Fifth Chinese Daughter Analysis

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Critical Personal Analysis of “Fifth Chinese Daughter” As I began to read “Fifth Chinese Daughter” by Jade Snow Wong, I quickly developed a special appreciation for Jade Snow’s relationship with her father because although there are differences, it mirrors the relationship I have with my own. In fact, there were many gifts Mr. Wong gave Jade Snow that were nearly identical to some my father has given me. Mr. Wong may have his faults, but his sweet and silent acts of love allows me to see past them. Thus, I have chosen to analyze my response to Jade Snow’s relationship with her father. Growing up, I did receive corporal punishment, however, I can honestly say this method of punishment never resulted in injury, came from rage, or made me question…show more content…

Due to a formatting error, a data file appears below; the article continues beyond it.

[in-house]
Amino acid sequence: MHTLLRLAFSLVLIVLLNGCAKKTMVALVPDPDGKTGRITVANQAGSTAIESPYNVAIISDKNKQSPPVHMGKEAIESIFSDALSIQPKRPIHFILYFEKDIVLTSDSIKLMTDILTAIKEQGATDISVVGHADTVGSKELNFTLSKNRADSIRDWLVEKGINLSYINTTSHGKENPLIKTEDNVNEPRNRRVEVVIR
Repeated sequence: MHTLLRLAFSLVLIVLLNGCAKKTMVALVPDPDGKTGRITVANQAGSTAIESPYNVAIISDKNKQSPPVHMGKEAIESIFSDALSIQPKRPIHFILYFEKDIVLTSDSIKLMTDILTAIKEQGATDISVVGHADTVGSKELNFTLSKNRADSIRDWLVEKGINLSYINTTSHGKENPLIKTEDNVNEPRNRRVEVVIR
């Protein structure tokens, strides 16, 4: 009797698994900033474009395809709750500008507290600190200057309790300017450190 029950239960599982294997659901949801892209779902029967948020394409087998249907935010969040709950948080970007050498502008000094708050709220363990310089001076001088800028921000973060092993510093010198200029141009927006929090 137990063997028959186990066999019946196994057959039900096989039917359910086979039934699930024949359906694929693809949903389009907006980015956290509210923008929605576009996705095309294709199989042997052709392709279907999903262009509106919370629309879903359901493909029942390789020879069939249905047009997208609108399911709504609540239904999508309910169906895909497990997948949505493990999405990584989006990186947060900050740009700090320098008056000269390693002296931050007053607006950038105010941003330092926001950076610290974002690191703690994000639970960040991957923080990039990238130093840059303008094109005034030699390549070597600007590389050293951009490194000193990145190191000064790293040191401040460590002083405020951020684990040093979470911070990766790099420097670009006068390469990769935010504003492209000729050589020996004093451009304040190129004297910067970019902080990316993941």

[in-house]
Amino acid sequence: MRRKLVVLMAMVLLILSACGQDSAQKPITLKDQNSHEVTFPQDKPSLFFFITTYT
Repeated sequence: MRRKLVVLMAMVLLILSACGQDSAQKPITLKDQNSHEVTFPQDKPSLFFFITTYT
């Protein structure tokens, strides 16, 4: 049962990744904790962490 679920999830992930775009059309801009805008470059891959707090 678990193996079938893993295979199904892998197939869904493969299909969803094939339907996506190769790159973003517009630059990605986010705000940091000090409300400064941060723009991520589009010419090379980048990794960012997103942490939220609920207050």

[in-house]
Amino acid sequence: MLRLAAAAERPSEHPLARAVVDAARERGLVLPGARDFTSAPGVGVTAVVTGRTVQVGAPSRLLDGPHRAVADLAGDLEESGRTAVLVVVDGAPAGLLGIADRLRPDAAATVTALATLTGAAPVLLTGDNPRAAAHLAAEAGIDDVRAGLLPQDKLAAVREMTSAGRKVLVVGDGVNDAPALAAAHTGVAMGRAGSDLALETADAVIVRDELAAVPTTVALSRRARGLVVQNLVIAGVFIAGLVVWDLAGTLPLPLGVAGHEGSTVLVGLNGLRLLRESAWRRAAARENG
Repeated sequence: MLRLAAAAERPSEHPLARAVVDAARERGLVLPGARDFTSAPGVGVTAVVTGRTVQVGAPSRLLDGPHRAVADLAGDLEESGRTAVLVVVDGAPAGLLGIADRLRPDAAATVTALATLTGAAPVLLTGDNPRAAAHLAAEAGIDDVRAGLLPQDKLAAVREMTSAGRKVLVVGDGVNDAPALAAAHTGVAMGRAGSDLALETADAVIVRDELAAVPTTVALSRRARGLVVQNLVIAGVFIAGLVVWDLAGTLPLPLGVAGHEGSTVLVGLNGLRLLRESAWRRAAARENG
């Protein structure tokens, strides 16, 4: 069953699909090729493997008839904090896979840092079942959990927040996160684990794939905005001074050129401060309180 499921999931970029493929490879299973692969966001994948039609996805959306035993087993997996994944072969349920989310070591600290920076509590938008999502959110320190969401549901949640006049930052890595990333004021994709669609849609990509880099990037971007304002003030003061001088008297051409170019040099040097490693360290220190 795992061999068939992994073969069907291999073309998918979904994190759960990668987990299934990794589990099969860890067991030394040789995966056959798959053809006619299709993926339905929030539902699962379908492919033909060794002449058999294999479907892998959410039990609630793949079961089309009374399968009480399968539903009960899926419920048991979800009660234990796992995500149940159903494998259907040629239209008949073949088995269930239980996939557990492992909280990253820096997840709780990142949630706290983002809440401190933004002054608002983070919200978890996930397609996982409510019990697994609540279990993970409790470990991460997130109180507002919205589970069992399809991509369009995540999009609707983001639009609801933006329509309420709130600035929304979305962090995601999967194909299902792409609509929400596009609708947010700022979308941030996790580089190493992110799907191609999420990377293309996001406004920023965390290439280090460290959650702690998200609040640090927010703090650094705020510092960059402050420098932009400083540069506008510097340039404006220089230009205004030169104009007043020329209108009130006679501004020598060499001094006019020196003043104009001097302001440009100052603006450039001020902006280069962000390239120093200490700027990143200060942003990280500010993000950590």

Wong’s method of punishing his children disappoints me, I appreciate his soft side. Having been blessed with an amazing family and exposed to very few other father-daughter relationships, my view of how such a relationship “should be” is based off what I know and have experienced. Although I am fully aware others will have different experiences and opinions, I have grown up seeing my father as the foundation of our family. So, while my father is careful not to abuse his power and will happily leave decisions for my mother to make, there is still no question as to who has the final say. Growing up, my father and I rarely had long or deep conversations together. In fact, a quick hug or “I love you” was typically furthest either of us would go in communicating our feelings for each other. Nevertheless, I never doubted his love for me. I have come to recognize the gifts my father offers as his primary expression of love rather than the words he speaks. While I noticed and appreciated many of Mr. Wong’s silent acts of kindness, there were two that spoke to me the most. The first was the gift of Jade Snow’s desk (Wong 69), while the second was the handshake he offered her when she won the absenteeism contest (Wong 195). With the belief that the father is the head of the household and the fact my own father rarely voices his love or approval, I found myself quickly relating to Jade Snow. For example, when I came across the line “to help her in her studies, Daddy brought Jade Snow her own desk” (Wong 69), I instantly thought of my father. In my eyes, giving gifts made of wood is exactly the type of thing a father would do. This belief likely comes from that fact that my father is a carpenter, and over the years I have received numerous gifts made of wood from him. While I know Jade Snow’s story does not tell us Mr. Wong made the desk, I felt an instant connection to her as I recalled the little wooden table and chairs my own father had given me when I was
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